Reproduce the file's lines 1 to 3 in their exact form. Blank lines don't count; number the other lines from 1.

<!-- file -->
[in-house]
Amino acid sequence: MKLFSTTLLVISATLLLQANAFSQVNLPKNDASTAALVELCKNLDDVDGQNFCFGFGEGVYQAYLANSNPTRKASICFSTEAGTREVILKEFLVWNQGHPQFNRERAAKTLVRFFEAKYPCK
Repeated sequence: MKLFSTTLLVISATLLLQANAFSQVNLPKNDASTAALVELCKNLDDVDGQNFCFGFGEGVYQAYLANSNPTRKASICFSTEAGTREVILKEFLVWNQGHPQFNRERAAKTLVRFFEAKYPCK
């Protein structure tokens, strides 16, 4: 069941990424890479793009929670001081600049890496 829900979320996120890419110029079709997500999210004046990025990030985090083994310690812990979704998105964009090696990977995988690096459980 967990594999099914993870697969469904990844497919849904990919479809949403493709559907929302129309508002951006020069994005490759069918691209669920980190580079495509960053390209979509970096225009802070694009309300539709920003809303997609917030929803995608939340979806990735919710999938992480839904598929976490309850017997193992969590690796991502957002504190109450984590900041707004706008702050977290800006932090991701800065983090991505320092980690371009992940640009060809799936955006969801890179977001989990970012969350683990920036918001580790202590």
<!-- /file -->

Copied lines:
[in-house]
Amino acid sequence: MKLFSTTLLVISATLLLQANAFSQVNLPKNDASTAALVELCKNLDDVDGQNFCFGFGEGVYQAYLANSNPTRKASICFSTEAGTREVILKEFLVWNQGHPQFNRERAAKTLVRFFEAKYPCK
Repeated sequence: MKLFSTTLLVISATLLLQANAFSQVNLPKNDASTAALVELCKNLDDVDGQNFCFGFGEGVYQAYLANSNPTRKASICFSTEAGTREVILKEFLVWNQGHPQFNRERAAKTLVRFFEAKYPCK